The third R is Recycle. When designing packaging, product manufacturers should choose recyclable materials. They should even look beyond one-time recycling, as advocated in the circular economy model. Post-consumer plastics are used as raw material for producing the same product or a different product or new & high value products through creative and innovative design, also known as upcycling. However, what’s vital for this R is that consumers must separate plastic waste correctly for collection and recycle processes.
The last R is Renewable, which refers to the use of plant-based materials or bioplastics, to reduce carbon dioxide emissions. However, right now they are not yet perfect substitutes for conventional plastics because of inferior water vapor and oxygen barrier. Additionally, its product cost is higher due to much higher cost of bioplastic resin and higher production waste caused by more difficulty in process control. Currently, bioplastic is used in food packaging that only require a few days shelf life such as fresh fruit and vegetable bags in Germany, and sushi rice ball wrappers and bread pouches sold in convenient stores in Japan.
What brand owners are now seeking from the benefit of plastic packaging is to reduce environmental impacts – an important global trend and higher consumer awareness. It is recommended that plastic resin producers, packaging converters and brand owners should work closely together to develop and design packaging to serve such trend by 4Rs concept without compromising packing and logistic efficiency, convenience of use and preservation ability. For instance, a newly developed grade of plastic resin only to achieve eco-friendly food packaging related to lighter weight and recyclable is not enough, it also shall keep product quality within the same required shelf life, which means this new resin has the enhanced properties of both better oxygen barrier and higher mechanical strength.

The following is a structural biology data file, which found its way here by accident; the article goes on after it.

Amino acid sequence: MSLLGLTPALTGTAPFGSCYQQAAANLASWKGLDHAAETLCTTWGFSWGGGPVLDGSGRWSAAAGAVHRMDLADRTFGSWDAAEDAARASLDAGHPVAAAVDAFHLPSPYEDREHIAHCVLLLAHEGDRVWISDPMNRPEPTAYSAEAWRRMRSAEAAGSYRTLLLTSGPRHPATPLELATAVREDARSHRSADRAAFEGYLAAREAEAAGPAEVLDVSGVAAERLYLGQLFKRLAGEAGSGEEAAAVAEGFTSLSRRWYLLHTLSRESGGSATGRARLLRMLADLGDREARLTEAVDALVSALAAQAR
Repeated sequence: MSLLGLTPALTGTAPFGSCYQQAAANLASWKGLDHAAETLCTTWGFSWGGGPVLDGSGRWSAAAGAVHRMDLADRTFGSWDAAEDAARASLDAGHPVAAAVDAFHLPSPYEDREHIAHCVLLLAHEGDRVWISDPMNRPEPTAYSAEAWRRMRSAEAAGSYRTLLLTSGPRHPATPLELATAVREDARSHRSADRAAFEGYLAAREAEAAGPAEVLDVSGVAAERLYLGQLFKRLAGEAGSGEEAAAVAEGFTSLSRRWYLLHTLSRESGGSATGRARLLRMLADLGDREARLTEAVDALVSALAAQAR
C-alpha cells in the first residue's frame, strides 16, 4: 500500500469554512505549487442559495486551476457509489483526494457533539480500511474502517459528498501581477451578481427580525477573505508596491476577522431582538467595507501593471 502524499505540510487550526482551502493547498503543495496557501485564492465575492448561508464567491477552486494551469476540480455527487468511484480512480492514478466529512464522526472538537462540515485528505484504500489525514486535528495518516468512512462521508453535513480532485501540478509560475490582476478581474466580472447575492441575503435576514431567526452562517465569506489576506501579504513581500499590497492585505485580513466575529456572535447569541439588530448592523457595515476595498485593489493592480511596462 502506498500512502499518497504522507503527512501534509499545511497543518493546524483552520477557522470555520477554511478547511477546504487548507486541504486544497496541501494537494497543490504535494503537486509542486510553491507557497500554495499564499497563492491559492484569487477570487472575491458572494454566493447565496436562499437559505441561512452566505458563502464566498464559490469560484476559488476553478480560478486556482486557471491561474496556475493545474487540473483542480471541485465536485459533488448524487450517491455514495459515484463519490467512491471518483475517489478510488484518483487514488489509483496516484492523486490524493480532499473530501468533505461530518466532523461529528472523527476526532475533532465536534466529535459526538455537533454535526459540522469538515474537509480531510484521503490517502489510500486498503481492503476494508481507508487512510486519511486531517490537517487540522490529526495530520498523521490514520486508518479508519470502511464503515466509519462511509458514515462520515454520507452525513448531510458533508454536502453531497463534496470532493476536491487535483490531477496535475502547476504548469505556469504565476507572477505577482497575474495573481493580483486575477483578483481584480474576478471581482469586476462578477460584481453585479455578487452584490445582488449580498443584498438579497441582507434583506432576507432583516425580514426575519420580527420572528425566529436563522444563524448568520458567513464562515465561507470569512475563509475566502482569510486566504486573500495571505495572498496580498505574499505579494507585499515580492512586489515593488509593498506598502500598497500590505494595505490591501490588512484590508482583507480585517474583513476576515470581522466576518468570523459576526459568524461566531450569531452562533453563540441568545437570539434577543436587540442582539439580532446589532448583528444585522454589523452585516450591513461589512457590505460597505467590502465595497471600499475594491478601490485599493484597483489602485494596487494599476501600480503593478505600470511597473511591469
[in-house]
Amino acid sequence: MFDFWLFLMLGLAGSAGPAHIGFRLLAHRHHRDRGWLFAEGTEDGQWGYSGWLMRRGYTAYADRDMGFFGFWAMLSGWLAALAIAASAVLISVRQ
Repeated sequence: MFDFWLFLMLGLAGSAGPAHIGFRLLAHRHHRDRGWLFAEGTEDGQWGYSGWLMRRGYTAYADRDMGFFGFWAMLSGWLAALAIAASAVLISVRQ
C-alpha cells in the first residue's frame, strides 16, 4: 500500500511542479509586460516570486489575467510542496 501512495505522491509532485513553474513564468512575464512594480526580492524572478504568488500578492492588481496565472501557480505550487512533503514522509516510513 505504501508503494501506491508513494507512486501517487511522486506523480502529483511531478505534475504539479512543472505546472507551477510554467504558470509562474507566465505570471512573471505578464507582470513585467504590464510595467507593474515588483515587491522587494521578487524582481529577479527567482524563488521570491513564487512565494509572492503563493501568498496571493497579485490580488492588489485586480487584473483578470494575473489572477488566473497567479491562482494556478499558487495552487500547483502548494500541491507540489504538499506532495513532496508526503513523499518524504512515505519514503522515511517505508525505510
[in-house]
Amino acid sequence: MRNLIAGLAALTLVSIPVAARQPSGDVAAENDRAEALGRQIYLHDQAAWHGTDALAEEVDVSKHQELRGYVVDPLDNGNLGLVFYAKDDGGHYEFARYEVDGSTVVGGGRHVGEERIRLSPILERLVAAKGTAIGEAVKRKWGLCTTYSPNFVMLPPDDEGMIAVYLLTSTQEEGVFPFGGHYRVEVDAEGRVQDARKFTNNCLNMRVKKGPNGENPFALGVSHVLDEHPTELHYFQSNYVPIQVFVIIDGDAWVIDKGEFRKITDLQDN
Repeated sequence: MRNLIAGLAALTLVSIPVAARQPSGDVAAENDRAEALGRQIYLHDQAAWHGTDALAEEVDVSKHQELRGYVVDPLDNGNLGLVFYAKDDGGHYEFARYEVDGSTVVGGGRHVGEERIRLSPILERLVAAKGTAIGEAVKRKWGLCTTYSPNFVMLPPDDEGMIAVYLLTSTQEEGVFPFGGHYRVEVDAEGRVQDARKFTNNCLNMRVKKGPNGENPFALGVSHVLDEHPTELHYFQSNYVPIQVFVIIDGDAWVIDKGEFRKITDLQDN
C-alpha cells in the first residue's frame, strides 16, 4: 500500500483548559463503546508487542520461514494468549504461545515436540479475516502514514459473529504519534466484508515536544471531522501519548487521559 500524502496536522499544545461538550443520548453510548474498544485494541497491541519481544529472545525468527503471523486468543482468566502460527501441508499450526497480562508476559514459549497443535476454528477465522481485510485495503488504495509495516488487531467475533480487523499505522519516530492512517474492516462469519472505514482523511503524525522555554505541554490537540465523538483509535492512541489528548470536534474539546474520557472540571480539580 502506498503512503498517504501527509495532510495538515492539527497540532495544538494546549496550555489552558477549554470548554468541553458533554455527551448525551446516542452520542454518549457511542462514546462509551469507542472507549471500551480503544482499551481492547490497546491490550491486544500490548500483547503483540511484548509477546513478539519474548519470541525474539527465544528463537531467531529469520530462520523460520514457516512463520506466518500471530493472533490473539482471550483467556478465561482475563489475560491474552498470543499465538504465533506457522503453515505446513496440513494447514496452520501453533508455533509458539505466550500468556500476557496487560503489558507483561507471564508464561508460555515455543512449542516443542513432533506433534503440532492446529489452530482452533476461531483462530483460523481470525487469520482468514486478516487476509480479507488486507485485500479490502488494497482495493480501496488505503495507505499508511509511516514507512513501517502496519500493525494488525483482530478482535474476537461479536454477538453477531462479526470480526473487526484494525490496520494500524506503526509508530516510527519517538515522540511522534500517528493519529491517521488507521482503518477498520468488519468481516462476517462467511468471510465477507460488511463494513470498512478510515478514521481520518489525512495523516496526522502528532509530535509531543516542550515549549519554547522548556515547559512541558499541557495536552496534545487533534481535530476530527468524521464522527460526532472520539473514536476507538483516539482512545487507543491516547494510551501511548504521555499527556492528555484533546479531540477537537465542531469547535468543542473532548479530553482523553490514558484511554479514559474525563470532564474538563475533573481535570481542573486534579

Mayuree concluded that plastic packaging is an indispensable part of modern life. Manufacturers in the entire supply chain must collaboratively work to design plastic packaging to provide same functionalities but has less environmental impact. Effective public communication on the benefits and value of plastics as well as promotion of proper waste separation practice are highly recommended. At the same time, the government should not only lend support to the private sector but also has to put in place efficient waste management systems. The success needs full collaboration and contribution among all of us to ensure the sustainability of the world’s resources.
Differences between Plastic Packaging and Single-use Plastics for Food
Plastic packaging for food has basic function of quality protection and shelf life extension. Therefore, it shall be sealed or tightly closed as well as labeled to inform food type, net weight, expiration date, use instructions and manufacturer, etc., according to food labelling law. On the other hand, single-use plastics for food are mostly food containers and related products, such as cups, plates, bowls, straws, spoons, forks and plastic bags. They do not necessarily provide seal integrity because they are intended for convenience rather than shelf life extension. They are not required to label. For these reasons, many countries, including Thailand, have launched campaigns to reduce or ban the use of single-use plastics to reduce plastic waste and promote appropriate waste sorting for recycle.